Art

Canaffiti

Inspired by my trip to Stratford upon Avon, I’ve decided that I should probably invigorate the quality of my writing by making up some brand new words. Canaffiti is high quality urban graffiti found along waterways in British cities. London’s canals have become very hip. Besides long standing locations like Camden Lock with its trendy market, new restaurants and bars are Continue reading

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Art

Museum Gallery

I recently took a swipe at people who walk around museums taking photos of every single exhibit. I must confess, I have gotten snap happy in plenty of museums before. Never have I tried to document every item though. That would be silly. But I did get to thinking, was all the effort worthwhile? Do I have enough photos to create a decent gallery to display to the world. Well, the answer to that question is subjective.

The browse through a whole load of old museum based photos did drive home what a vast quantity of very mediocre photos I possess. Museums are poorly lit, and decent photography is difficult without a DSLR.  And that did reinforce my opinion that spending your entire visit photographing everything is wasted time. Still, I have curated a selection of my better photos for you. You can be the judge. Featuring museums and exhibits from both the UK and Mexico.

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Art

Museum Etiquette for Photographers

More and more museums, galleries and other places of interest are banning photography. Some museums have always forbidden photography for various reasons, or limited photography due to copyright issues. It is ever so frustrating. But I don’t entirely blame them. There are more photographers out there than ever before, and far too many of them break the rules or otherwise cause a disturbance. I’m sure most museums would actually like people to take a few snaps. They get uploaded, tagged and shared – free advertising! If only everyone could be trusted to behave themselves. Here’s my quick guide to Museum Etiquette. I know. It’s all so obvious. To everyone bar millions upon million of museum visitors, anyway.

Ask Permission

If you see no signage giving guidance on photography, then ask someone. It’s so simple. Preferably someone who actually works there. As opposed to a random passer-by. Find out if you can take photographs, if there are any restrictions and if flash is allowed or not.

Turn Off The Flash

Before you even take the first photo, check that your flash is turned off. Take a practice shot in the foyer. Quite frankly, inconsiderate idiots who start shooting with their flash turned on when it is not allowed should be kicked out of the museum, and perhaps even kicked into the gutter a little bit. They ruin it for everyone.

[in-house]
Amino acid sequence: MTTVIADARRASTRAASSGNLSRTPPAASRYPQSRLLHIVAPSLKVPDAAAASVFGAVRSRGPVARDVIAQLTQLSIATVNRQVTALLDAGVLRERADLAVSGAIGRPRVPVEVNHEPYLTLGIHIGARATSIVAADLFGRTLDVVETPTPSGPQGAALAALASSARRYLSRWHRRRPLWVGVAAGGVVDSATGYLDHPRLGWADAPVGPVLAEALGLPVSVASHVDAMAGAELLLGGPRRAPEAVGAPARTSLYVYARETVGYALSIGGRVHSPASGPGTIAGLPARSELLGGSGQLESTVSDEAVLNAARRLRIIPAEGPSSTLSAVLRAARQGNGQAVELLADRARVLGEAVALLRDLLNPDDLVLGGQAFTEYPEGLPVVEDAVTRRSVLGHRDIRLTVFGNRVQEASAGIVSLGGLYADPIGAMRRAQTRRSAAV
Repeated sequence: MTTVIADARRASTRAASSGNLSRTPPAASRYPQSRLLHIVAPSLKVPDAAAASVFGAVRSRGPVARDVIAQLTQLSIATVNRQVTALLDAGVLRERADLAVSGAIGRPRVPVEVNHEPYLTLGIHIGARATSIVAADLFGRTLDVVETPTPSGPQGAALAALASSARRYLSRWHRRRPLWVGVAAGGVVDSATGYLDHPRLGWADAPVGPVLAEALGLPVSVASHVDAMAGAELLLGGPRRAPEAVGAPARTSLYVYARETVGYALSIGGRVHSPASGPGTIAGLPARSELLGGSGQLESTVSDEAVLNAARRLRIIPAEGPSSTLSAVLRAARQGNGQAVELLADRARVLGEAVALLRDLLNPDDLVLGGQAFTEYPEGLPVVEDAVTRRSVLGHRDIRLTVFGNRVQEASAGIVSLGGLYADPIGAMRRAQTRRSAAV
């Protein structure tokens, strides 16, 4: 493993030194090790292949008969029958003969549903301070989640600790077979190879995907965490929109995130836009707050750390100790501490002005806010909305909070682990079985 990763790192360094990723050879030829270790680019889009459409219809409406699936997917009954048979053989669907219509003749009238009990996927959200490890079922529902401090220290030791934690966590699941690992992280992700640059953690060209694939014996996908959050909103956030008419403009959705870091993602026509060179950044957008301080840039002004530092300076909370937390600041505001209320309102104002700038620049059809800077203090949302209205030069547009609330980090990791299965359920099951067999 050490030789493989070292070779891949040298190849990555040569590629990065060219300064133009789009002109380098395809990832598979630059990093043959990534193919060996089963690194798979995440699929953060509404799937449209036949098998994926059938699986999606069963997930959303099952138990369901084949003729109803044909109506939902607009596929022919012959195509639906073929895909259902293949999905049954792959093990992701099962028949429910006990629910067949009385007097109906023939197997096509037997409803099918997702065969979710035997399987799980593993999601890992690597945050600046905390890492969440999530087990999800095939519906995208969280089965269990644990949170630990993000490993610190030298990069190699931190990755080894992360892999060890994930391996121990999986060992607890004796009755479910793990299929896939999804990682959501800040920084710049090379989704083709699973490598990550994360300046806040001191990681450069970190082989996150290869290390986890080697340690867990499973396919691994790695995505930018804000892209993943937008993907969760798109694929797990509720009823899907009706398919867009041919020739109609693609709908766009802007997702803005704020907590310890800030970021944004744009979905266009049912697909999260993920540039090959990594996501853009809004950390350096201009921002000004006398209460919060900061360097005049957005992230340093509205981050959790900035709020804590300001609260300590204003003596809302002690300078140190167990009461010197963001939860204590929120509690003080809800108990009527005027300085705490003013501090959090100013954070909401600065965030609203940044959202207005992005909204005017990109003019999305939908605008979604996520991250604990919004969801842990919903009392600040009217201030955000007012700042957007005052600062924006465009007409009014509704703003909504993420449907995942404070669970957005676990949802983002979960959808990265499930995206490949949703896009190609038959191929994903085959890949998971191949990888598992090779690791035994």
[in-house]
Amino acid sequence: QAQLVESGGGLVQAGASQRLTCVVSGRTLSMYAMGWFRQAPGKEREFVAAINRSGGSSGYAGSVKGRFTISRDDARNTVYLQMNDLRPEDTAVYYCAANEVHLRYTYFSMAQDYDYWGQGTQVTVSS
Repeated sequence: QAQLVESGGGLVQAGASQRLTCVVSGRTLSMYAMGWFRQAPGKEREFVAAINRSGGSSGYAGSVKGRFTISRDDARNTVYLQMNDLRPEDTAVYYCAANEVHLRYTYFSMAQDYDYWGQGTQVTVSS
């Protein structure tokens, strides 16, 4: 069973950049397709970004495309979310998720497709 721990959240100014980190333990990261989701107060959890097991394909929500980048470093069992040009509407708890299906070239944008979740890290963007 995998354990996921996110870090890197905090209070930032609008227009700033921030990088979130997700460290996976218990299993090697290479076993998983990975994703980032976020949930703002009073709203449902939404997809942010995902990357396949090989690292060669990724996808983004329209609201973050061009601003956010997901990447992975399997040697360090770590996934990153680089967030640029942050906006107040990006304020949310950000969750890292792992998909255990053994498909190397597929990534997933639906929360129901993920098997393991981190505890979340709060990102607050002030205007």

Go With The Flow

If it’s busy, don’t hold everyone up by insisting on shooting the same thing from every angle, or getting the same shot a half dozen times for each friend you’ve got with you. If possible, visit when the museum is quiet. But regardless, once you’ve got your shot, move on and allow others to have a go. This is precisely why St Pauls Cathedral in London have banned photography – too many people loitering under the dome in a massed huddle.

Pick and Choose

This one really gets me. There are countless people who now seem to want to shoot every painting or exhibit in the museum. Why on earth would you do that? Just because you can? Seriously, to all those people in the Van Gogh museum who snapped literally every painting…Van Gogh is actually quite famous. There’s not a single piece of his work that is not already available to see on the internet. Your photo is not going to be the slightest bit better than what is already out there.

Just try and think about why you’re taking the photo. I like to take photos in museums. I’ll grab a few shots of museum scenes and a few shots of some of the exhibits. For memories and to use on my blog. Sometimes I’ll see something that I feel I want to shoot in a different way. Or something that is not well know. Or something that is particularly interesting. But I’m not going to ruin my whole visit, as well as other people’s, by trying to document every last shard of pottery.

 

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